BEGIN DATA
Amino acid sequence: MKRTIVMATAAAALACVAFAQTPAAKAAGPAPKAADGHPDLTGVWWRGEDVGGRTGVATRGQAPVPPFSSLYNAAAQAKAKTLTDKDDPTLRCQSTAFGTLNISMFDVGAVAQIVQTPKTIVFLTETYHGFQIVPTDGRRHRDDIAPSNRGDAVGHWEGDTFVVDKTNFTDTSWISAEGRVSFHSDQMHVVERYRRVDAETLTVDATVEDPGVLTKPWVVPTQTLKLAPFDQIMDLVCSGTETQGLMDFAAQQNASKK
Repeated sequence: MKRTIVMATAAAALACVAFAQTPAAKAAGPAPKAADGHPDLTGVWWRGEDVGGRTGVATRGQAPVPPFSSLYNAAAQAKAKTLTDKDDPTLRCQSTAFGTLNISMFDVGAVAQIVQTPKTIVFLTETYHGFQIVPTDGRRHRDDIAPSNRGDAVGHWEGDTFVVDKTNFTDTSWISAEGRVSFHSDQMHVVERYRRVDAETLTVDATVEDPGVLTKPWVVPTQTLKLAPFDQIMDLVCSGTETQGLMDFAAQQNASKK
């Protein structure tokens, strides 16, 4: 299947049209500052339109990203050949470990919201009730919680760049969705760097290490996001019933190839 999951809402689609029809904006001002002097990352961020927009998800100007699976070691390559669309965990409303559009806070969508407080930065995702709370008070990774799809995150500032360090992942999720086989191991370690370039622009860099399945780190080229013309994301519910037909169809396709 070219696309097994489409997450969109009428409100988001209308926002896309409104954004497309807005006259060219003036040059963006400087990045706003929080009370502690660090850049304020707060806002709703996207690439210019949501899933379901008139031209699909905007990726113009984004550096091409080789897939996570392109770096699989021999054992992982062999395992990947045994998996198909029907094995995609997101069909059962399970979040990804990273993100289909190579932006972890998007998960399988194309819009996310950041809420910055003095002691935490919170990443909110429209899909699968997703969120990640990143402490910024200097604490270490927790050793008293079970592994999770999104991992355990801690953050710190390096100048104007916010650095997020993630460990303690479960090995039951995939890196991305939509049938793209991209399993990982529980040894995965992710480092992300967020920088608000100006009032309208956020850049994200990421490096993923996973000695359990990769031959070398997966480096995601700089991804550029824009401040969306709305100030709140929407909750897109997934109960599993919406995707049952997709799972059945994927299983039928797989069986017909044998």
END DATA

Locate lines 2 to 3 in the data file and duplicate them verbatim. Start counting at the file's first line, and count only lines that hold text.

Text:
Repeated sequence: MKRTIVMATAAAALACVAFAQTPAAKAAGPAPKAADGHPDLTGVWWRGEDVGGRTGVATRGQAPVPPFSSLYNAAAQAKAKTLTDKDDPTLRCQSTAFGTLNISMFDVGAVAQIVQTPKTIVFLTETYHGFQIVPTDGRRHRDDIAPSNRGDAVGHWEGDTFVVDKTNFTDTSWISAEGRVSFHSDQMHVVERYRRVDAETLTVDATVEDPGVLTKPWVVPTQTLKLAPFDQIMDLVCSGTETQGLMDFAAQQNASKK
């Protein structure tokens, strides 16, 4: 299947049209500052339109990203050949470990919201009730919680760049969705760097290490996001019933190839 999951809402689609029809904006001002002097990352961020927009998800100007699976070691390559669309965990409303559009806070969508407080930065995702709370008070990774799809995150500032360090992942999720086989191991370690370039622009860099399945780190080229013309994301519910037909169809396709 070219696309097994489409997450969109009428409100988001209308926002896309409104954004497309807005006259060219003036040059963006400087990045706003929080009370502690660090850049304020707060806002709703996207690439210019949501899933379901008139031209699909905007990726113009984004550096091409080789897939996570392109770096699989021999054992992982062999395992990947045994998996198909029907094995995609997101069909059962399970979040990804990273993100289909190579932006972890998007998960399988194309819009996310950041809420910055003095002691935490919170990443909110429209899909699968997703969120990640990143402490910024200097604490270490927790050793008293079970592994999770999104991992355990801690953050710190390096100048104007916010650095997020993630460990303690479960090995039951995939890196991305939509049938793209991209399993990982529980040894995965992710480092992300967020920088608000100006009032309208956020850049994200990421490096993923996973000695359990990769031959070398997966480096995601700089991804550029824009401040969306709305100030709140929407909750897109997934109960599993919406995707049952997709799972059945994927299983039928797989069986017909044998």